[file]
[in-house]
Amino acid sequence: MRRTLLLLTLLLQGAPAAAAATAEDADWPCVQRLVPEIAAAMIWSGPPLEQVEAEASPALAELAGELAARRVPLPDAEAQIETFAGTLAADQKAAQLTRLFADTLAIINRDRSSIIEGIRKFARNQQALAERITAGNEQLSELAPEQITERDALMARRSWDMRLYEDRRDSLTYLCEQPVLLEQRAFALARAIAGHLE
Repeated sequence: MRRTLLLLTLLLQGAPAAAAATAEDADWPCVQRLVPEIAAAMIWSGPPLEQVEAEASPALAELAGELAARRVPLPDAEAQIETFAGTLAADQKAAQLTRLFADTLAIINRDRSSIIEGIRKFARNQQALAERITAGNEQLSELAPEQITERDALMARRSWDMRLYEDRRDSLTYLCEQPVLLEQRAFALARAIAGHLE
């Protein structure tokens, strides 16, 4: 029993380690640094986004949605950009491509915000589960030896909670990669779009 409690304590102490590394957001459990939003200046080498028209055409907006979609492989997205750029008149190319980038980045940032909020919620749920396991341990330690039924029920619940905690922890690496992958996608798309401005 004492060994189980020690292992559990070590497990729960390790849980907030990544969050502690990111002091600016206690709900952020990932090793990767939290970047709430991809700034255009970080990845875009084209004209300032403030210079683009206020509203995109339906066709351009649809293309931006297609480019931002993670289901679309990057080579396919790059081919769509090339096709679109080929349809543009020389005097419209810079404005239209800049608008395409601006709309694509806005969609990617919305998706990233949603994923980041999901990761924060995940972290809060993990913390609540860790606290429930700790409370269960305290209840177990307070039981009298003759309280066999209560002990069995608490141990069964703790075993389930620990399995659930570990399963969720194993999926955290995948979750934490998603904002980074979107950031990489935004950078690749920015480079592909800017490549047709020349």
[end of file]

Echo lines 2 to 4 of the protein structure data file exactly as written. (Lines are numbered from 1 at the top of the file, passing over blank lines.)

Amino acid sequence: MRRTLLLLTLLLQGAPAAAAATAEDADWPCVQRLVPEIAAAMIWSGPPLEQVEAEASPALAELAGELAARRVPLPDAEAQIETFAGTLAADQKAAQLTRLFADTLAIINRDRSSIIEGIRKFARNQQALAERITAGNEQLSELAPEQITERDALMARRSWDMRLYEDRRDSLTYLCEQPVLLEQRAFALARAIAGHLE
Repeated sequence: MRRTLLLLTLLLQGAPAAAAATAEDADWPCVQRLVPEIAAAMIWSGPPLEQVEAEASPALAELAGELAARRVPLPDAEAQIETFAGTLAADQKAAQLTRLFADTLAIINRDRSSIIEGIRKFARNQQALAERITAGNEQLSELAPEQITERDALMARRSWDMRLYEDRRDSLTYLCEQPVLLEQRAFALARAIAGHLE
């Protein structure tokens, strides 16, 4: 029993380690640094986004949605950009491509915000589960030896909670990669779009 409690304590102490590394957001459990939003200046080498028209055409907006979609492989997205750029008149190319980038980045940032909020919620749920396991341990330690039924029920619940905690922890690496992958996608798309401005 004492060994189980020690292992559990070590497990729960390790849980907030990544969050502690990111002091600016206690709900952020990932090793990767939290970047709430991809700034255009970080990845875009084209004209300032403030210079683009206020509203995109339906066709351009649809293309931006297609480019931002993670289901679309990057080579396919790059081919769509090339096709679109080929349809543009020389005097419209810079404005239209800049608008395409601006709309694509806005969609990617919305998706990233949603994923980041999901990761924060995940972290809060993990913390609540860790606290429930700790409370269960305290209840177990307070039981009298003759309280066999209560002990069995608490141990069964703790075993389930620990399995659930570990399963969720194993999926955290995948979750934490998603904002980074979107950031990489935004950078690749920015480079592909800017490549047709020349």